Girl, eight, loses police taser bid
A legal bid to effectively block the use of tasers by police in Northern Ireland has failed.
Lord Chief Justice Sir Declan Morgan dismissed a High Court attempt to quash the decision to introduce the weapons.
The challenge had been launched by an unnamed eight-year-old girl whose grandmother was killed by a plastic bullet fired by a police officer in 1981.
But the Lord Chief Justice concluded that the decision to deploy tasers was handled properly by the chief constable and was within his operational responsibilities.
The court heard that the child who made the application lives in an area of West Belfast where a feud between two families caused sporadic incidents of violence and disorder on the streets. It was also told that evidence suggested that children are vulnerable to the use of tasers.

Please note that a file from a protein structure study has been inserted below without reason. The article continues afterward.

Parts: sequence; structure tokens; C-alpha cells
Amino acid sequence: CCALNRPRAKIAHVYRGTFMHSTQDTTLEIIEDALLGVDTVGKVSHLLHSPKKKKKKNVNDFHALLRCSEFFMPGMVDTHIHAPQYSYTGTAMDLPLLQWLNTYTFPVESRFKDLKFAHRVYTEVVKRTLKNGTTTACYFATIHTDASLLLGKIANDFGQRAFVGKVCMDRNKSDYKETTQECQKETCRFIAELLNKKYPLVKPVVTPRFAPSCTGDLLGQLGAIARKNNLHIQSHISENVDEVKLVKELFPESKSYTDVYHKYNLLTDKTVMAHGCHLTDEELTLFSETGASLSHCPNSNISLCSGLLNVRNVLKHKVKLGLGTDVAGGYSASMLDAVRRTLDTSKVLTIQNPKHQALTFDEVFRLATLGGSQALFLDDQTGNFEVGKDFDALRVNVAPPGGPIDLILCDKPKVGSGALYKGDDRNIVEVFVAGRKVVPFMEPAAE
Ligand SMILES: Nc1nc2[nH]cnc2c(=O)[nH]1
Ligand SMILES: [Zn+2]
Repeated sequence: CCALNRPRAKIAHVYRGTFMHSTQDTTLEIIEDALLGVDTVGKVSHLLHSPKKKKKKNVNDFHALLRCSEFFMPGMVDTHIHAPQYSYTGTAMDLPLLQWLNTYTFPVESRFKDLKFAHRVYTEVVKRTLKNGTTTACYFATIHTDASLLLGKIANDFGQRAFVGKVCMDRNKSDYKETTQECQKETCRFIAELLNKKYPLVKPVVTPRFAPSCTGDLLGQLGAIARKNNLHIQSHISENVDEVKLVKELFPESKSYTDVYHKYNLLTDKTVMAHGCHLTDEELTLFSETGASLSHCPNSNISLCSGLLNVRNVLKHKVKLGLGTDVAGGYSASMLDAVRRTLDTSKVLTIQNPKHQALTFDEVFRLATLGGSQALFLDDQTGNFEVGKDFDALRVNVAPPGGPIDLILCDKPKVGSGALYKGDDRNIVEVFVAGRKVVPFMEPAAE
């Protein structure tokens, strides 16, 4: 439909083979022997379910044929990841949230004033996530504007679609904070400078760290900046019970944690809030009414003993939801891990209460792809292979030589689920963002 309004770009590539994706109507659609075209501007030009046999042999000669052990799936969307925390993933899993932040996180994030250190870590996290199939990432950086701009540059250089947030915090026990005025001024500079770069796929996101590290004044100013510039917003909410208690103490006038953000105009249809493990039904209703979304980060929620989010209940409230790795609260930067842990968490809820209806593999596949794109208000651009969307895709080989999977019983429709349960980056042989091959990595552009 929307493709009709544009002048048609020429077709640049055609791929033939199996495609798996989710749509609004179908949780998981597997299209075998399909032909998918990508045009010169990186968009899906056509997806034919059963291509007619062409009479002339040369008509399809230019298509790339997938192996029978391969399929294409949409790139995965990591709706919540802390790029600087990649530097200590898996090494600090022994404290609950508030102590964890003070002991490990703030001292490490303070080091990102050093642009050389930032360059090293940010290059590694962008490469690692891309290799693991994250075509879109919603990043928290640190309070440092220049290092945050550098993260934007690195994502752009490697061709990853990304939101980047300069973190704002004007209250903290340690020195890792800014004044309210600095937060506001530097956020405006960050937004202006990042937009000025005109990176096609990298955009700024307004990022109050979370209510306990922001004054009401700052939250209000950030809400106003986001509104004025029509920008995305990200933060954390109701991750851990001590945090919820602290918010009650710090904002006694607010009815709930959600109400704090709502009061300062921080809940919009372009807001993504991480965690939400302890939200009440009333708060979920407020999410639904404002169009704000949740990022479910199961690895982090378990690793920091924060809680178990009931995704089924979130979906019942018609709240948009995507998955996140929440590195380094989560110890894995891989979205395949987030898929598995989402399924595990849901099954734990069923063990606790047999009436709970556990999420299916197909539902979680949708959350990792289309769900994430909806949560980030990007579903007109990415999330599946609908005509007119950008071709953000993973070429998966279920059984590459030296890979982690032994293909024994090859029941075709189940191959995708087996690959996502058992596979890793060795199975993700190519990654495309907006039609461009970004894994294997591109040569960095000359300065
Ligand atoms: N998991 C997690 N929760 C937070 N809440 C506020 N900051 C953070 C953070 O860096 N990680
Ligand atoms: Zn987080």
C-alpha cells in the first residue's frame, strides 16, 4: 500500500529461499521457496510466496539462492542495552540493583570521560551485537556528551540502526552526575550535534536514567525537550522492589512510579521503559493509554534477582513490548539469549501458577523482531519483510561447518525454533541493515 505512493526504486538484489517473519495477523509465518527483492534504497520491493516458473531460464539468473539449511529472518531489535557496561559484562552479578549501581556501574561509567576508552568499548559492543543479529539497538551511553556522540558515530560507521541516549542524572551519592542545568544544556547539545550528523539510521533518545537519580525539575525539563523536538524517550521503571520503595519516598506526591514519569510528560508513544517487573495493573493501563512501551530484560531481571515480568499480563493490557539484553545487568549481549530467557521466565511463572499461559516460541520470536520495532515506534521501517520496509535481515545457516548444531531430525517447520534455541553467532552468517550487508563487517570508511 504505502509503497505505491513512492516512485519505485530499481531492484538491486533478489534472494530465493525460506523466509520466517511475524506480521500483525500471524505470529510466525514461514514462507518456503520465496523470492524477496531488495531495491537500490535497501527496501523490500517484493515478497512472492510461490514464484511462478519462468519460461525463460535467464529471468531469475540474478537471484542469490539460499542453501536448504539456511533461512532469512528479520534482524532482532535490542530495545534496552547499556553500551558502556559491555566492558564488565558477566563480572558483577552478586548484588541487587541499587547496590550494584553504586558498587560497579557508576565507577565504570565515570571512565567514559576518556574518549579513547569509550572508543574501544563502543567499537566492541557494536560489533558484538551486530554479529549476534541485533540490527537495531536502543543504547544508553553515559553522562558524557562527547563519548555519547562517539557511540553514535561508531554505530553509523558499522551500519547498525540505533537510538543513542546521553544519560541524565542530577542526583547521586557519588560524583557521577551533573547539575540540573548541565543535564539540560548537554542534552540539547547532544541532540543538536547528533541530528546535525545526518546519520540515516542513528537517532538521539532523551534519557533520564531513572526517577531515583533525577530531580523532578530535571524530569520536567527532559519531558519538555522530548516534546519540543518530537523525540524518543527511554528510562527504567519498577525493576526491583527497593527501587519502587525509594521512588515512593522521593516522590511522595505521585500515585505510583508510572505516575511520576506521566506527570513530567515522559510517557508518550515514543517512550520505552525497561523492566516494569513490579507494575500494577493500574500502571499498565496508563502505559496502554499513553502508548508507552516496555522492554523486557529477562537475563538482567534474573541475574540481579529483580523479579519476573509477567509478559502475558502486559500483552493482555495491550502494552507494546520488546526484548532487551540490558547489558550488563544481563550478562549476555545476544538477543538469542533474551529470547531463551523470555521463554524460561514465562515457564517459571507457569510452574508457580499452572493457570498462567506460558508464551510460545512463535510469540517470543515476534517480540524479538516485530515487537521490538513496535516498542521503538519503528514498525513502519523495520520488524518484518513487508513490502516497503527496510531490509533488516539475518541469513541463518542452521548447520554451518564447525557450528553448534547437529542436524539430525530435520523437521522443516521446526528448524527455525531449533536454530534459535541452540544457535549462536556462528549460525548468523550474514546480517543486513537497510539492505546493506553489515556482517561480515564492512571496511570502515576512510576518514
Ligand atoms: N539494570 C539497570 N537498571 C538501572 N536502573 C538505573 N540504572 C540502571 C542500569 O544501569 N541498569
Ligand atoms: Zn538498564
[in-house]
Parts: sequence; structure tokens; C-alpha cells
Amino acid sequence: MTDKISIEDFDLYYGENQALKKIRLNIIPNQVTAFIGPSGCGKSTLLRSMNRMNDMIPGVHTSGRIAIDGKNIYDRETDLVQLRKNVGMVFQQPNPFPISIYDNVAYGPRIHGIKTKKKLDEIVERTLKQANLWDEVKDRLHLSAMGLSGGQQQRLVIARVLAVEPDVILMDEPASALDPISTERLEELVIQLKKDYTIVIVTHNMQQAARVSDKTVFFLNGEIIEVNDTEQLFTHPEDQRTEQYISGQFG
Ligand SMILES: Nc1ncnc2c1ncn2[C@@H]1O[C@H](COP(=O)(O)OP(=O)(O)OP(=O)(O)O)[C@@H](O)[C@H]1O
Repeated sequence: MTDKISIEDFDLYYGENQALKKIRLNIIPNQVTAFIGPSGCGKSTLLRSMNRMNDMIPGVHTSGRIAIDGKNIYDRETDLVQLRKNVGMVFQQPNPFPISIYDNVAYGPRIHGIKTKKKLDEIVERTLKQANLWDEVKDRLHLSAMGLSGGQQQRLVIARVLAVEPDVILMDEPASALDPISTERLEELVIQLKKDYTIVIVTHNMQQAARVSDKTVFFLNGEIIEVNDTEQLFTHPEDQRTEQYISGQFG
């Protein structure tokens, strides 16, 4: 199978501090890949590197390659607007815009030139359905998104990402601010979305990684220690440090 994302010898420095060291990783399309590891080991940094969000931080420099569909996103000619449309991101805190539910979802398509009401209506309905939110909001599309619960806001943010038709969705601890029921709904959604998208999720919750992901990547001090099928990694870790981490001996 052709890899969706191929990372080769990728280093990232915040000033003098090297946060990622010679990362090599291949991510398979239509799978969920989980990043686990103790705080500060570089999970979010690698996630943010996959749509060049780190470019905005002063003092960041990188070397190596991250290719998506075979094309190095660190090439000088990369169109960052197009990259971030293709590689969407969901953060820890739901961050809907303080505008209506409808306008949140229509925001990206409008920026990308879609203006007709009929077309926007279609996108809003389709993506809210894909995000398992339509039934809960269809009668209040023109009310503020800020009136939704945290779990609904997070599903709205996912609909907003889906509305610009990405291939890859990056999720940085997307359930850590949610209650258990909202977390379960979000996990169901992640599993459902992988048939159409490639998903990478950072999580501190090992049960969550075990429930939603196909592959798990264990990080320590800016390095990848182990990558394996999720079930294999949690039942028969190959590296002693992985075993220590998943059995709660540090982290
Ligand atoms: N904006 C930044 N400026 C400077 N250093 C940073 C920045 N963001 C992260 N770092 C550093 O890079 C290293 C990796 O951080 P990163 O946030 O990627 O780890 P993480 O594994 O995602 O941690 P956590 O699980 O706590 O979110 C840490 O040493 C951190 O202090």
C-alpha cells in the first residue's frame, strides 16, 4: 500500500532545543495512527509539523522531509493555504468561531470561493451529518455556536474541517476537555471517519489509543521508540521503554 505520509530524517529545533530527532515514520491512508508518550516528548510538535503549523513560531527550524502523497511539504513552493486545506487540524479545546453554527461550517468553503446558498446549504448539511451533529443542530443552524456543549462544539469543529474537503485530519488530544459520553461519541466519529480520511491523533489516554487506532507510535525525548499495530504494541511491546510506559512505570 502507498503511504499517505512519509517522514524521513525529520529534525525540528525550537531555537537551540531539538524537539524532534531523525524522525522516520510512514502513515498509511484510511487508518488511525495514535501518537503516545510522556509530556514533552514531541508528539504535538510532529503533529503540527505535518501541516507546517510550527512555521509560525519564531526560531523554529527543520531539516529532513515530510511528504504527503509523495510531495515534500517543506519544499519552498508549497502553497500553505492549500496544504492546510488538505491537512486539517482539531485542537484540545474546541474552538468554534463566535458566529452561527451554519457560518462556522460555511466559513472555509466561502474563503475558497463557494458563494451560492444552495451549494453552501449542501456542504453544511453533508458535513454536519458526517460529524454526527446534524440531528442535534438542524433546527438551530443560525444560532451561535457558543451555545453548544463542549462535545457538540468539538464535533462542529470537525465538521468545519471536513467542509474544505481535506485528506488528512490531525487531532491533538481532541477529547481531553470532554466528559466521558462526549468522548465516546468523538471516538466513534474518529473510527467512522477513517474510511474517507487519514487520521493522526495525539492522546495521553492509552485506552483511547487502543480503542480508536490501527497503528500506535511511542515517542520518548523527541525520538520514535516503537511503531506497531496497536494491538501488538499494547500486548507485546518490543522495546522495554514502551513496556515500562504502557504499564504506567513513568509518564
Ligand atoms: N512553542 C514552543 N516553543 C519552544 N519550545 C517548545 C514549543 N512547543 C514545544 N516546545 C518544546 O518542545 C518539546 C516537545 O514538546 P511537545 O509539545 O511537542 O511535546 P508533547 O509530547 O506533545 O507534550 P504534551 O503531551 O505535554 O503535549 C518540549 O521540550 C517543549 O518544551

But the judge said that "no factual scenario was put forward which raised any material risk that the applicant would be exposed to the possible use of a taser".
He did not accept that the child was directly affected by the decision to introduce tasers either on a pilot basis or permanently.
Former Police Service of Northern Ireland Chief Constable Sir Hugh Orde got Policing Board support to introduce the weapons in 2008.
The introduction of tasers had been challenged under equality legislation and human rights laws.
The Lord Chief Justice concluded, however, that he was satisfied that the decision to deploy tasers "was well within the range of rational decisions that was available to the Chief Constable".